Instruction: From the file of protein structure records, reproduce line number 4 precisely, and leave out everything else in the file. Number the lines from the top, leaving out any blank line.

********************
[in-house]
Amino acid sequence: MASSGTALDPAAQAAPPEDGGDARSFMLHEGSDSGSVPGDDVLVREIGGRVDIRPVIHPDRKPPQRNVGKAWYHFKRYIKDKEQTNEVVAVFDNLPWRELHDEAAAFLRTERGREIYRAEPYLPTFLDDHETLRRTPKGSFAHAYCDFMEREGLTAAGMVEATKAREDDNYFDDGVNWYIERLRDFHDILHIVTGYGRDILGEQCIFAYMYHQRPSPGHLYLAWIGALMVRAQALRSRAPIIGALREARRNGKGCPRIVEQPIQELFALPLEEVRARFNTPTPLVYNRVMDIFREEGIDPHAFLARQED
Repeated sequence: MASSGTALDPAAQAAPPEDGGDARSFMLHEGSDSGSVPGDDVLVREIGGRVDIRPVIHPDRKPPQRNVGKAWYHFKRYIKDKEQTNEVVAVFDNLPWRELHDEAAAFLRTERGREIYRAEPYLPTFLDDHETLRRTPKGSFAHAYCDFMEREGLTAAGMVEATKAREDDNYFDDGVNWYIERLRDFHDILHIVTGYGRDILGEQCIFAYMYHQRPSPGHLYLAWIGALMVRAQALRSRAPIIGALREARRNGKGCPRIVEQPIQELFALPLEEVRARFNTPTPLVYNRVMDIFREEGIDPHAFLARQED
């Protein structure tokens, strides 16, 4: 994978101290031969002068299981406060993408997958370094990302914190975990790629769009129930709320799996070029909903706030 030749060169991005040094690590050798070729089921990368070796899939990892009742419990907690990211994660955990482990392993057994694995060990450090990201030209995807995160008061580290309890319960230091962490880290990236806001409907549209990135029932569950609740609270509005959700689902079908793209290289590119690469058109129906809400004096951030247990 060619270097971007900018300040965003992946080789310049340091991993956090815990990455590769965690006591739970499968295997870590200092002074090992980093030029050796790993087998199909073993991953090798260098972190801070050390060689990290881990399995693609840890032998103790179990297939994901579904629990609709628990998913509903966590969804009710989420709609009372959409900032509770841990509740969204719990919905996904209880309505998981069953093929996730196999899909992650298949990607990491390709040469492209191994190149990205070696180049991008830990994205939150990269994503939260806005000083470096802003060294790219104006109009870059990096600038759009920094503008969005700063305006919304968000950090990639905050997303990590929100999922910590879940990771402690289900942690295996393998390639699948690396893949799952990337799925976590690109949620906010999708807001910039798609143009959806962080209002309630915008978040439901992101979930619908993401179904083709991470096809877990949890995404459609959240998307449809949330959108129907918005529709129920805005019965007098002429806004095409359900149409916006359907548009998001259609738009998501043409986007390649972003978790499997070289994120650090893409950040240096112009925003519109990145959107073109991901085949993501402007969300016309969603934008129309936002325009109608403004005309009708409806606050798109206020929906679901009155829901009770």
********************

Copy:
């Protein structure tokens, strides 16, 4: 994978101290031969002068299981406060993408997958370094990302914190975990790629769009129930709320799996070029909903706030 030749060169991005040094690590050798070729089921990368070796899939990892009742419990907690990211994660955990482990392993057994694995060990450090990201030209995807995160008061580290309890319960230091962490880290990236806001409907549209990135029932569950609740609270509005959700689902079908793209290289590119690469058109129906809400004096951030247990 060619270097971007900018300040965003992946080789310049340091991993956090815990990455590769965690006591739970499968295997870590200092002074090992980093030029050796790993087998199909073993991953090798260098972190801070050390060689990290881990399995693609840890032998103790179990297939994901579904629990609709628990998913509903966590969804009710989420709609009372959409900032509770841990509740969204719990919905996904209880309505998981069953093929996730196999899909992650298949990607990491390709040469492209191994190149990205070696180049991008830990994205939150990269994503939260806005000083470096802003060294790219104006109009870059990096600038759009920094503008969005700063305006919304968000950090990639905050997303990590929100999922910590879940990771402690289900942690295996393998390639699948690396893949799952990337799925976590690109949620906010999708807001910039798609143009959806962080209002309630915008978040439901992101979930619908993401179904083709991470096809877990949890995404459609959240998307449809949330959108129907918005529709129920805005019965007098002429806004095409359900149409916006359907548009998001259609738009998501043409986007390649972003978790499997070289994120650090893409950040240096112009925003519109990145959107073109991901085949993501402007969300016309969603934008129309936002325009109608403004005309009708409806606050798109206020929906679901009155829901009770």